So Far Back
For generations, the women of one black Charleston family have served the Hilliards — first as slaves, later as hired servants. When a flood disrupts the contents of Louisa Hilliard Marion’s ancestral home, she is forced to sift through old family artifacts. In coming across the 1837 diary of Eliza Hilliard, an early mistress of the house, Louisa learns of the harsh conditions to which the plantation’s slaves were subjected – and, in so doing, she stirs up a ghost. It is up to Louisa to determine exactly who the ghost is, and what she wants.
The moral of the story, one’s inability to escape the past, is a bit too obvious, as is the social commentary on slavery that inevitably follows. It is as a historical novel, however, that So Far Back truly excels. Lengthy excerpts from Eliza’s diary comprise the center sections, and the image of slavery is made even more disturbing when shown through the eyes of a socially-conscious woman who ironically sees herself as one of the kinder slaveowners. Eliza’s portrayal is not completely unsympathetic, however, as she has her share of sorrows to deal with, and her attitude toward slaves doesn’t seem that unusual for the time.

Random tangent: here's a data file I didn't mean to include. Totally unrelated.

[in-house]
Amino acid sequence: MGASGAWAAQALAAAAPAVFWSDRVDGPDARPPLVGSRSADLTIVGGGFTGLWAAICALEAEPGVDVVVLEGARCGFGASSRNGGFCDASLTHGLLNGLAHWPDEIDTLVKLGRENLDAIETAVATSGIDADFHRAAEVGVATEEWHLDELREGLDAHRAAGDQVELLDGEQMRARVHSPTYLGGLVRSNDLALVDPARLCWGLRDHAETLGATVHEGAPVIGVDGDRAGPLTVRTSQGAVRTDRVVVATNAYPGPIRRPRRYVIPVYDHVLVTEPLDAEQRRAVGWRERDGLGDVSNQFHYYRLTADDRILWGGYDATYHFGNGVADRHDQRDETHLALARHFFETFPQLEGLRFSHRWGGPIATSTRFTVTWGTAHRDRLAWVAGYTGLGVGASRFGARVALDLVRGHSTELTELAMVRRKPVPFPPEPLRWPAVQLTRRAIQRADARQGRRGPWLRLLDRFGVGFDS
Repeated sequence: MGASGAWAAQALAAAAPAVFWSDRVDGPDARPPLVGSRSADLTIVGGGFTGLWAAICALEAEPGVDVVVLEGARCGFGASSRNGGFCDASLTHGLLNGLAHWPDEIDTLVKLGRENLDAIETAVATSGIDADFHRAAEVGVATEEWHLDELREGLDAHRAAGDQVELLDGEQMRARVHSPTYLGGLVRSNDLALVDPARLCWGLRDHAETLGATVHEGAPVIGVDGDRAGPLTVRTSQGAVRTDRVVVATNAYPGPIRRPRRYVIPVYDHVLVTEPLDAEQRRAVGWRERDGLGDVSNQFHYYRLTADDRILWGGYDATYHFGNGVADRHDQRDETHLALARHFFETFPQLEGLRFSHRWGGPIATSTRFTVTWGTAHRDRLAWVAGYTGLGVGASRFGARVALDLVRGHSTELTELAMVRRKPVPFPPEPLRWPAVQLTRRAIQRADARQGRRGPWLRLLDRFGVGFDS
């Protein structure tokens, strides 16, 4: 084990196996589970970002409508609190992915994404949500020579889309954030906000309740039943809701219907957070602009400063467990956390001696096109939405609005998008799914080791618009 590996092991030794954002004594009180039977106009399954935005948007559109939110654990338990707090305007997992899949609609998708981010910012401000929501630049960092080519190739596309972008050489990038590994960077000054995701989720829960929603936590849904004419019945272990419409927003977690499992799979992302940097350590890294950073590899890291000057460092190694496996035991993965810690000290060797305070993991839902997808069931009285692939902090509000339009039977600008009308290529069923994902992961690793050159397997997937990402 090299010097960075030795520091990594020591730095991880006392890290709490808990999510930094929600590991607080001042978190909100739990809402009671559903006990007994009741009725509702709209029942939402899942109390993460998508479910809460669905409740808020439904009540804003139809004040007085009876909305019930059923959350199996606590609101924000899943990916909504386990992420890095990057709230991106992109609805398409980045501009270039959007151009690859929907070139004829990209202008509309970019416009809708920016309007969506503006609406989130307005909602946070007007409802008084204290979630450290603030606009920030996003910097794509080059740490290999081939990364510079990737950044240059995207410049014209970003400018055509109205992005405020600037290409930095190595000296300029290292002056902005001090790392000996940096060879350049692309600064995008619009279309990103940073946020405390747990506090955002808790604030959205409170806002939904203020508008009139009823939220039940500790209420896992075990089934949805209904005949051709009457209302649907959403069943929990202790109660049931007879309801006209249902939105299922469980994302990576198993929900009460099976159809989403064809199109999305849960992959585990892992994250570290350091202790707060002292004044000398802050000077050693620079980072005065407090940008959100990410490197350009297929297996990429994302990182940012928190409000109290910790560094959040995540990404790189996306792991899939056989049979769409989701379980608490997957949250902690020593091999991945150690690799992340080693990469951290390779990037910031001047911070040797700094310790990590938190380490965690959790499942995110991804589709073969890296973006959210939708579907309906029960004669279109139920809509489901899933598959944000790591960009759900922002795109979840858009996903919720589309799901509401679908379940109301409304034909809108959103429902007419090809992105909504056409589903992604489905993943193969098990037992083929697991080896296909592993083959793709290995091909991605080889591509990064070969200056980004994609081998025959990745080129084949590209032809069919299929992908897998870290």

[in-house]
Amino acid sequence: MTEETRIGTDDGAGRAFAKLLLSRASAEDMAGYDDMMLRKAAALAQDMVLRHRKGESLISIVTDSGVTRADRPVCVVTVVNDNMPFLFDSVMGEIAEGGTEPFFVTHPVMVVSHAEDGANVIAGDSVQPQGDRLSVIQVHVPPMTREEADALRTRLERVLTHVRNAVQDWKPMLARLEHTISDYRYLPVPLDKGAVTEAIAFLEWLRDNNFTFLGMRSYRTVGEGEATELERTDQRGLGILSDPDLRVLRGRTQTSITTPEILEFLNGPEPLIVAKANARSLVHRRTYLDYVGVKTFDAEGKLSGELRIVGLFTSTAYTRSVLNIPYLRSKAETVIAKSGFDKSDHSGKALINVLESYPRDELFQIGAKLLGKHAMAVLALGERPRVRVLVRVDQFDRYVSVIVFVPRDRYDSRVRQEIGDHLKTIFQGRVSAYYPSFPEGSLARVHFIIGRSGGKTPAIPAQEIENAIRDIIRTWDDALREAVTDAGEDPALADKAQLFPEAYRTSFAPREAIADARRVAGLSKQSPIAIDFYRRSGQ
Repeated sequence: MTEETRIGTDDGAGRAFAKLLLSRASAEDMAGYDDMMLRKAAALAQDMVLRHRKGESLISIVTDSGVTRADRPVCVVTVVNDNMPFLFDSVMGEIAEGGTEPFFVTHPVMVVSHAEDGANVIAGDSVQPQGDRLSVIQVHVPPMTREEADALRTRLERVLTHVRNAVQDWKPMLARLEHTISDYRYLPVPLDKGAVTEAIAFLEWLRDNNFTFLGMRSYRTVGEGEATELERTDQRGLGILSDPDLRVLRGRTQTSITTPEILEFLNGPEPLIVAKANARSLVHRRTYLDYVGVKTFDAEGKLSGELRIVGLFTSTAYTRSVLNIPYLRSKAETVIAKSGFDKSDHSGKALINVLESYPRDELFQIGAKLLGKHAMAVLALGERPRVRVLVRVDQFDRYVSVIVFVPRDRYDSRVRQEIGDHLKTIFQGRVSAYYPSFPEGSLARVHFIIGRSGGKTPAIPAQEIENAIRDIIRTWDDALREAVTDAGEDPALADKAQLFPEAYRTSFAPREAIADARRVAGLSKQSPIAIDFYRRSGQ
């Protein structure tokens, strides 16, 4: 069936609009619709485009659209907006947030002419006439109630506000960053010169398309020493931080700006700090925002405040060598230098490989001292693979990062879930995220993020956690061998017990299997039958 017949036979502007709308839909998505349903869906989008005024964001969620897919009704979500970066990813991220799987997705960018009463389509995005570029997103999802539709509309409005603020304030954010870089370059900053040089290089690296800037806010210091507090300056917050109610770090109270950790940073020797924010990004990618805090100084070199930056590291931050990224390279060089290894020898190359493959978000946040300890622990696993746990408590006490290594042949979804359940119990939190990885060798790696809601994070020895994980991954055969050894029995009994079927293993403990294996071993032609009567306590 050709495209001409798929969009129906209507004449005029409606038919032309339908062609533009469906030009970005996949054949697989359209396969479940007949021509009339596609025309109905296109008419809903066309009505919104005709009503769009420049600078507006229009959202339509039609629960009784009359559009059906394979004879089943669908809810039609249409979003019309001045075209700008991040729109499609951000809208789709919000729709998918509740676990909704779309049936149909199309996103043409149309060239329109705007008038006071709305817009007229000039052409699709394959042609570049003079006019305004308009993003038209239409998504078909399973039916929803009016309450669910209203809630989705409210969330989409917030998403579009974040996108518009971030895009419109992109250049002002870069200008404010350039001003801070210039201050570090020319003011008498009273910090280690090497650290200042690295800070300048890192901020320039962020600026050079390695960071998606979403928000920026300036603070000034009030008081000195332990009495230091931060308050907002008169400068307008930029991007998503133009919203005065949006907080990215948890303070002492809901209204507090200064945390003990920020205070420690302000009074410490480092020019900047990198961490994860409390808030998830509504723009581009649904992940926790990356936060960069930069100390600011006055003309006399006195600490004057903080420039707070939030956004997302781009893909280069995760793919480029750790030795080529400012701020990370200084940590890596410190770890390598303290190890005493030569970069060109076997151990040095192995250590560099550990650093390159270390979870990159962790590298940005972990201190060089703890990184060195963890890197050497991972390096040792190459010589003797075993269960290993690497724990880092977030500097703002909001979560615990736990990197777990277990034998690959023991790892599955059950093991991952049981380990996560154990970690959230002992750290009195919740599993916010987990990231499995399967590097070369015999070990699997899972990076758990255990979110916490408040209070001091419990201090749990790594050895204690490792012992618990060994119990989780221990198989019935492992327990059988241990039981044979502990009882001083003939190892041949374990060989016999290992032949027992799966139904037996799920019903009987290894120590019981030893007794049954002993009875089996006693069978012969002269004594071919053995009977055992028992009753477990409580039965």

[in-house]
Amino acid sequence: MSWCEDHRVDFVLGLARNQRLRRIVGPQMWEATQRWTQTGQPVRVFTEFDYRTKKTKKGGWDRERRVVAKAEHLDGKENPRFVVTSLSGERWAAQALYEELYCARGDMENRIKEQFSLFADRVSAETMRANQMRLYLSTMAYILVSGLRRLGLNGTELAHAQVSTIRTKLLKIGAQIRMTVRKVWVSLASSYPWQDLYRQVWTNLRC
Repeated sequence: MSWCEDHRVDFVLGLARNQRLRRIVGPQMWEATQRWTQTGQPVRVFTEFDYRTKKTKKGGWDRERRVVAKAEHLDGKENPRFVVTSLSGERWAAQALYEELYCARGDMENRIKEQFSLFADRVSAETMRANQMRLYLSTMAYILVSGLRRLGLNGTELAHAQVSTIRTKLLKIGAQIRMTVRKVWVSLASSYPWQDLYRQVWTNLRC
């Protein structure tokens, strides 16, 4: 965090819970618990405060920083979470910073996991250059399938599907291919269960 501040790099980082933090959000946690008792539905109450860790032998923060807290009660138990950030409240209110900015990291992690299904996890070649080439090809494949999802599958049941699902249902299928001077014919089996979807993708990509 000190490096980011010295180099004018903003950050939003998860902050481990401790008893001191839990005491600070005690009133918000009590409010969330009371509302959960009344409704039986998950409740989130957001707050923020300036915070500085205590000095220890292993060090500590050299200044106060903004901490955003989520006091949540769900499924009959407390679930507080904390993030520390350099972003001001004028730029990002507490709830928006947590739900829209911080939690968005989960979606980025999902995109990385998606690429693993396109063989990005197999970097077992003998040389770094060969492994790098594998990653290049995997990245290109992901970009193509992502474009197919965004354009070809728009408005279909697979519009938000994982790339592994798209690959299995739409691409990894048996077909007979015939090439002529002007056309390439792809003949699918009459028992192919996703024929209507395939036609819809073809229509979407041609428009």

The novel follows a predictable path, and as such the conclusion is not all that unexpected. But even after all is said and done, one comes away with the distinct impression that the story between the black and white inhabitants of Charleston is still not quite over.